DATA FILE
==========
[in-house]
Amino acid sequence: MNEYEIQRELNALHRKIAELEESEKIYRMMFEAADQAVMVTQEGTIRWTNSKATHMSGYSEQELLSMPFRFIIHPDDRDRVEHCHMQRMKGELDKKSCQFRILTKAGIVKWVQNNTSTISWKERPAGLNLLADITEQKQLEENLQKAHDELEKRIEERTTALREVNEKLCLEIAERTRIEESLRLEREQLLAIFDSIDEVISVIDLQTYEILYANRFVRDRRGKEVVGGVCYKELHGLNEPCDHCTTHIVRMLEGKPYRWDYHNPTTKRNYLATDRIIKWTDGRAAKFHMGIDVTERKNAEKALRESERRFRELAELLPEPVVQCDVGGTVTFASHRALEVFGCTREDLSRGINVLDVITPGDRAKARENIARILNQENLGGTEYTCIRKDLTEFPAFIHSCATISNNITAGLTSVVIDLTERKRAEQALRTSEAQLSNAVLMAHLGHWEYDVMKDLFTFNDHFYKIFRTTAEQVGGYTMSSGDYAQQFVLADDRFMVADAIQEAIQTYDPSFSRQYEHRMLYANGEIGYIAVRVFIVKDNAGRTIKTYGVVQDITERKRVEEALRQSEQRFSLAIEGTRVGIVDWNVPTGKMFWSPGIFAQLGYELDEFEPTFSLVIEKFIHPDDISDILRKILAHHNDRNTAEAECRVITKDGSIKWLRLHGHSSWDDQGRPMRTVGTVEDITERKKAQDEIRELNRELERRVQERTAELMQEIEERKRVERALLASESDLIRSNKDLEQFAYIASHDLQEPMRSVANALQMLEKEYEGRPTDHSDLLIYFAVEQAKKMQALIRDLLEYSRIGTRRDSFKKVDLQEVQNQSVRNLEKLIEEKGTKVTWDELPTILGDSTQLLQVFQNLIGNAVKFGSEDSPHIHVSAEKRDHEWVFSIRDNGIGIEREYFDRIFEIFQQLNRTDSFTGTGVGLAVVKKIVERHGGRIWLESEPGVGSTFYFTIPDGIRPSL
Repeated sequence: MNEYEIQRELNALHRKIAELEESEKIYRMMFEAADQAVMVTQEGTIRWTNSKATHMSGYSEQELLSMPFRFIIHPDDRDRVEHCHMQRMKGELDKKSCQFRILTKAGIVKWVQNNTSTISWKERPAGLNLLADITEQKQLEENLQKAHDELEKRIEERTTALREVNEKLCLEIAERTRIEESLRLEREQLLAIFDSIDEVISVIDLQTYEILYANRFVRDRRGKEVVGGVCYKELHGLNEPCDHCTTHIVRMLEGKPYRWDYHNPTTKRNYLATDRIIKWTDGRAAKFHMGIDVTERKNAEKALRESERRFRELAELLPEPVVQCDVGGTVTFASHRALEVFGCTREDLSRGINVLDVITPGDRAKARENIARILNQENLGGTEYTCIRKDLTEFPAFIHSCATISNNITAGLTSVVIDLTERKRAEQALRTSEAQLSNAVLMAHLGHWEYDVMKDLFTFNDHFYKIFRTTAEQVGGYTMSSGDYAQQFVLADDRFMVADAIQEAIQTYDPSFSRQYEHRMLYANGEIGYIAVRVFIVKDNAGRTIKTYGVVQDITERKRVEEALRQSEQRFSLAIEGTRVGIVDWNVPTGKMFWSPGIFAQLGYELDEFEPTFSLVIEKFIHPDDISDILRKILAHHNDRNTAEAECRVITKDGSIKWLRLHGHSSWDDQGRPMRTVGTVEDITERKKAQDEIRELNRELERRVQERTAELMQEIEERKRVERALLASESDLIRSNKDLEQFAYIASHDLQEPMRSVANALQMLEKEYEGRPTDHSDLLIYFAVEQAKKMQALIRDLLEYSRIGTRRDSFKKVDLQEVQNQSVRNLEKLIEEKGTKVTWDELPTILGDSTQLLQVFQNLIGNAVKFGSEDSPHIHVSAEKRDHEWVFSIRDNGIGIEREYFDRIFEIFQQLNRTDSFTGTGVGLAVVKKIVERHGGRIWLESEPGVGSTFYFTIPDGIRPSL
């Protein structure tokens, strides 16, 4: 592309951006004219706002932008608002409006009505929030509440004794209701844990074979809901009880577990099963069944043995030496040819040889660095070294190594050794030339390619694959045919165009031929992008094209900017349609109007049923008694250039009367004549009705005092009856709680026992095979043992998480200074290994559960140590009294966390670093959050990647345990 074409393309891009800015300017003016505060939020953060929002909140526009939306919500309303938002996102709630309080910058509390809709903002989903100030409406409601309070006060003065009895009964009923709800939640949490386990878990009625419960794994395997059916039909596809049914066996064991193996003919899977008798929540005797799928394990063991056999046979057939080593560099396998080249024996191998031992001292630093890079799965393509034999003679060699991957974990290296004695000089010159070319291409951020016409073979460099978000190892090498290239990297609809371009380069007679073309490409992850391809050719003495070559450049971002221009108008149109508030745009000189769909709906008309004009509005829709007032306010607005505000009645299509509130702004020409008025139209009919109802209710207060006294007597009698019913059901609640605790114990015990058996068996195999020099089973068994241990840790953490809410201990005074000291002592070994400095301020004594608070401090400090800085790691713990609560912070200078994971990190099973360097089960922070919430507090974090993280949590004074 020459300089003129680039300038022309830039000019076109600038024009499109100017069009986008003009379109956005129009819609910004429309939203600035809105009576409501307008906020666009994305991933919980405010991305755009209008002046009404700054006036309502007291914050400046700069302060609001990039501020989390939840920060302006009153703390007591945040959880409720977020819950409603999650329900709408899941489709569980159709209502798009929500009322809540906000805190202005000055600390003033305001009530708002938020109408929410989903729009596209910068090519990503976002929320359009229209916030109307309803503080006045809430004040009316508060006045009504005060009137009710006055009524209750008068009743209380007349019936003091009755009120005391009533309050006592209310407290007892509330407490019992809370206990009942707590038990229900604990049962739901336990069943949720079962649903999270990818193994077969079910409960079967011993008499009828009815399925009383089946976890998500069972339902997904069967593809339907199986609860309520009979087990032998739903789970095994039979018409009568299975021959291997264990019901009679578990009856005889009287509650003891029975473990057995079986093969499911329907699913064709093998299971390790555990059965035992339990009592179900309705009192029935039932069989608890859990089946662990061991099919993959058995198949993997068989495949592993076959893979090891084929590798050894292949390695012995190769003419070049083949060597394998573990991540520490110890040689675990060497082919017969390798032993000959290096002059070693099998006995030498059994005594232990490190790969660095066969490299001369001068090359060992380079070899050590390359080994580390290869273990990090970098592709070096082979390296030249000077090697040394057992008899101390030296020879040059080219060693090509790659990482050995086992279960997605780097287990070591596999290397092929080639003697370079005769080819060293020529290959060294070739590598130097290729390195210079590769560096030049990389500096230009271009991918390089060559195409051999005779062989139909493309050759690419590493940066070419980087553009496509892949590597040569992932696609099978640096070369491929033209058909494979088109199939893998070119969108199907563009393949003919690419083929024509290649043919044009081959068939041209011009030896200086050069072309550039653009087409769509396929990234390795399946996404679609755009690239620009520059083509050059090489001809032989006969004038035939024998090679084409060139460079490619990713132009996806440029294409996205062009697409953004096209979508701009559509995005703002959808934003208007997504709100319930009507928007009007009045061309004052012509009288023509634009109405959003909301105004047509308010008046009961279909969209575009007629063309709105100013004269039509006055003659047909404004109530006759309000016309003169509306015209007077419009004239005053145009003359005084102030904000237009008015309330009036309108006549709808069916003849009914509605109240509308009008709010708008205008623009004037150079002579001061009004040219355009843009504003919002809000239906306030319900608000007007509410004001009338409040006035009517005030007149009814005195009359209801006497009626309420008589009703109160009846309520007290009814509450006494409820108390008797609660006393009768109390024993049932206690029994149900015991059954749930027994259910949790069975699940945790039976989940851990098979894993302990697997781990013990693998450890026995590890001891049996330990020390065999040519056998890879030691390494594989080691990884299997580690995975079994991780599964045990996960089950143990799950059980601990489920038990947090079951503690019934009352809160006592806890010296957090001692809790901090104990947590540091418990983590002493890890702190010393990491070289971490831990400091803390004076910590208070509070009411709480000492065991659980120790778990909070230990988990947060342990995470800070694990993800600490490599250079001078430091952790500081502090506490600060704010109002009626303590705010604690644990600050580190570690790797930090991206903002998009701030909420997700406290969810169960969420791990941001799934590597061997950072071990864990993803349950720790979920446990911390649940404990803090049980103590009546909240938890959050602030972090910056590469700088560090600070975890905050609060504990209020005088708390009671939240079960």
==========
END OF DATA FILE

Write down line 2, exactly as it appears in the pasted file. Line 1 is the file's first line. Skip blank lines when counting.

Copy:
Amino acid sequence: MNEYEIQRELNALHRKIAELEESEKIYRMMFEAADQAVMVTQEGTIRWTNSKATHMSGYSEQELLSMPFRFIIHPDDRDRVEHCHMQRMKGELDKKSCQFRILTKAGIVKWVQNNTSTISWKERPAGLNLLADITEQKQLEENLQKAHDELEKRIEERTTALREVNEKLCLEIAERTRIEESLRLEREQLLAIFDSIDEVISVIDLQTYEILYANRFVRDRRGKEVVGGVCYKELHGLNEPCDHCTTHIVRMLEGKPYRWDYHNPTTKRNYLATDRIIKWTDGRAAKFHMGIDVTERKNAEKALRESERRFRELAELLPEPVVQCDVGGTVTFASHRALEVFGCTREDLSRGINVLDVITPGDRAKARENIARILNQENLGGTEYTCIRKDLTEFPAFIHSCATISNNITAGLTSVVIDLTERKRAEQALRTSEAQLSNAVLMAHLGHWEYDVMKDLFTFNDHFYKIFRTTAEQVGGYTMSSGDYAQQFVLADDRFMVADAIQEAIQTYDPSFSRQYEHRMLYANGEIGYIAVRVFIVKDNAGRTIKTYGVVQDITERKRVEEALRQSEQRFSLAIEGTRVGIVDWNVPTGKMFWSPGIFAQLGYELDEFEPTFSLVIEKFIHPDDISDILRKILAHHNDRNTAEAECRVITKDGSIKWLRLHGHSSWDDQGRPMRTVGTVEDITERKKAQDEIRELNRELERRVQERTAELMQEIEERKRVERALLASESDLIRSNKDLEQFAYIASHDLQEPMRSVANALQMLEKEYEGRPTDHSDLLIYFAVEQAKKMQALIRDLLEYSRIGTRRDSFKKVDLQEVQNQSVRNLEKLIEEKGTKVTWDELPTILGDSTQLLQVFQNLIGNAVKFGSEDSPHIHVSAEKRDHEWVFSIRDNGIGIEREYFDRIFEIFQQLNRTDSFTGTGVGLAVVKKIVERHGGRIWLESEPGVGSTFYFTIPDGIRPSL